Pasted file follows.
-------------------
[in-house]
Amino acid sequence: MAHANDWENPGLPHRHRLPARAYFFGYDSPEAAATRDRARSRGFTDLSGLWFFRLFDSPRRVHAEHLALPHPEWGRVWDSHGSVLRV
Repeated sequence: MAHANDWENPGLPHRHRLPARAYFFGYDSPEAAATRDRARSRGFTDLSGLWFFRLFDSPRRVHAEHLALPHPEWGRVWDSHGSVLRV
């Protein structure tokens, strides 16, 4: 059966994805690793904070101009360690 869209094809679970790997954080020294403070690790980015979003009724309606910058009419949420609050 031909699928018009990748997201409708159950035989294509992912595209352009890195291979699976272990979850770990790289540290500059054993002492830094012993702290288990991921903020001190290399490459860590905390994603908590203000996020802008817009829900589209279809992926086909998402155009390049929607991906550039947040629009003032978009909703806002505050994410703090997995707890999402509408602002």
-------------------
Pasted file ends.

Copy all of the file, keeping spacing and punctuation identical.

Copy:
[in-house]
Amino acid sequence: MAHANDWENPGLPHRHRLPARAYFFGYDSPEAAATRDRARSRGFTDLSGLWFFRLFDSPRRVHAEHLALPHPEWGRVWDSHGSVLRV
Repeated sequence: MAHANDWENPGLPHRHRLPARAYFFGYDSPEAAATRDRARSRGFTDLSGLWFFRLFDSPRRVHAEHLALPHPEWGRVWDSHGSVLRV
């Protein structure tokens, strides 16, 4: 059966994805690793904070101009360690 869209094809679970790997954080020294403070690790980015979003009724309606910058009419949420609050 031909699928018009990748997201409708159950035989294509992912595209352009890195291979699976272990979850770990790289540290500059054993002492830094012993702290288990991921903020001190290399490459860590905390994603908590203000996020802008817009829900589209279809992926086909998402155009390049929607991906550039947040629009003032978009909703806002505050994410703090997995707890999402509408602002």